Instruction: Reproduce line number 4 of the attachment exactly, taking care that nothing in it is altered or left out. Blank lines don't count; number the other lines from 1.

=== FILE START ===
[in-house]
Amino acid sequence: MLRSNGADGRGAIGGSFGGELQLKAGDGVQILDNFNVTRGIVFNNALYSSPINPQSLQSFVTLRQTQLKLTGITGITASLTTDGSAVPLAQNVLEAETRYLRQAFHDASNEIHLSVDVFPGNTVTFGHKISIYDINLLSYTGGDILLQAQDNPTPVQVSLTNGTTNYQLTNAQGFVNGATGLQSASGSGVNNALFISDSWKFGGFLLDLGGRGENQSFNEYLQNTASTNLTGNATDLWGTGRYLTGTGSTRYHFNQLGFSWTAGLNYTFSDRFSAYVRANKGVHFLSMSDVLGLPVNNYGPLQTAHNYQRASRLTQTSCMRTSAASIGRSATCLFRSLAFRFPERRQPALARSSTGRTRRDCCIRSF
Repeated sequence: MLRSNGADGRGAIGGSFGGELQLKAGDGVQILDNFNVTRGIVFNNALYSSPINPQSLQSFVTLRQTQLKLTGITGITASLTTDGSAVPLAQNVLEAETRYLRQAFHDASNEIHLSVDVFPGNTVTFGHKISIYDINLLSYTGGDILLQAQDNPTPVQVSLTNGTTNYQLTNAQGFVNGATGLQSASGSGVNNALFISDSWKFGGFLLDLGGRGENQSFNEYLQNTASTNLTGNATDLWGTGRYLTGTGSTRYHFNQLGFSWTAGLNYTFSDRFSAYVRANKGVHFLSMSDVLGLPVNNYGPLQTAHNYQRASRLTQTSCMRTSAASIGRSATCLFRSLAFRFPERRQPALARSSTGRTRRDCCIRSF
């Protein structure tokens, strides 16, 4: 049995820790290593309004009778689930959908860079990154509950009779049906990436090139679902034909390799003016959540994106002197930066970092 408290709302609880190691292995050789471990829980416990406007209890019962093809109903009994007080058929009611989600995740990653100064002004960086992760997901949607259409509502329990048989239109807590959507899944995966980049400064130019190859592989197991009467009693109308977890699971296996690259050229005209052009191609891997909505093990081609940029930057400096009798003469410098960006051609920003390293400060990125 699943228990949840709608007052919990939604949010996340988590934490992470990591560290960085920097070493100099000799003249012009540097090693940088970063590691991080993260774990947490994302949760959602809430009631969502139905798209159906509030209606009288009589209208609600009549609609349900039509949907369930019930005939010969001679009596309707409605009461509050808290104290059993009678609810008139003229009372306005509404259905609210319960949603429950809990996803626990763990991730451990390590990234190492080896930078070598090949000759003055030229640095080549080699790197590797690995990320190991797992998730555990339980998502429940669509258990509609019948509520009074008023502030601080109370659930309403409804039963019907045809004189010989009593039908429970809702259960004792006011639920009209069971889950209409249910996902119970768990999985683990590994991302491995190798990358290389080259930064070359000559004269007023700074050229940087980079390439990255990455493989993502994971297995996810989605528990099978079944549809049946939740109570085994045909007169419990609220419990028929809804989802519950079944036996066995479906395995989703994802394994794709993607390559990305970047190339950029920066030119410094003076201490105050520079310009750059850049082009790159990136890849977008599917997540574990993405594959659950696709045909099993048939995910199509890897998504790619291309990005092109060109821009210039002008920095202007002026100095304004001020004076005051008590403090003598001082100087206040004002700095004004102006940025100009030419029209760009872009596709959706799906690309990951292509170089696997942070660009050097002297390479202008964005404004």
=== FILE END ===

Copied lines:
């Protein structure tokens, strides 16, 4: 049995820790290593309004009778689930959908860079990154509950009779049906990436090139679902034909390799003016959540994106002197930066970092 408290709302609880190691292995050789471990829980416990406007209890019962093809109903009994007080058929009611989600995740990653100064002004960086992760997901949607259409509502329990048989239109807590959507899944995966980049400064130019190859592989197991009467009693109308977890699971296996690259050229005209052009191609891997909505093990081609940029930057400096009798003469410098960006051609920003390293400060990125 699943228990949840709608007052919990939604949010996340988590934490992470990591560290960085920097070493100099000799003249012009540097090693940088970063590691991080993260774990947490994302949760959602809430009631969502139905798209159906509030209606009288009589209208609600009549609609349900039509949907369930019930005939010969001679009596309707409605009461509050808290104290059993009678609810008139003229009372306005509404259905609210319960949603429950809990996803626990763990991730451990390590990234190492080896930078070598090949000759003055030229640095080549080699790197590797690995990320190991797992998730555990339980998502429940669509258990509609019948509520009074008023502030601080109370659930309403409804039963019907045809004189010989009593039908429970809702259960004792006011639920009209069971889950209409249910996902119970768990999985683990590994991302491995190798990358290389080259930064070359000559004269007023700074050229940087980079390439990255990455493989993502994971297995996810989605528990099978079944549809049946939740109570085994045909007169419990609220419990028929809804989802519950079944036996066995479906395995989703994802394994794709993607390559990305970047190339950029920066030119410094003076201490105050520079310009750059850049082009790159990136890849977008599917997540574990993405594959659950696709045909099993048939995910199509890897998504790619291309990005092109060109821009210039002008920095202007002026100095304004001020004076005051008590403090003598001082100087206040004002700095004004102006940025100009030419029209760009872009596709959706799906690309990951292509170089696997942070660009050097002297390479202008964005404004």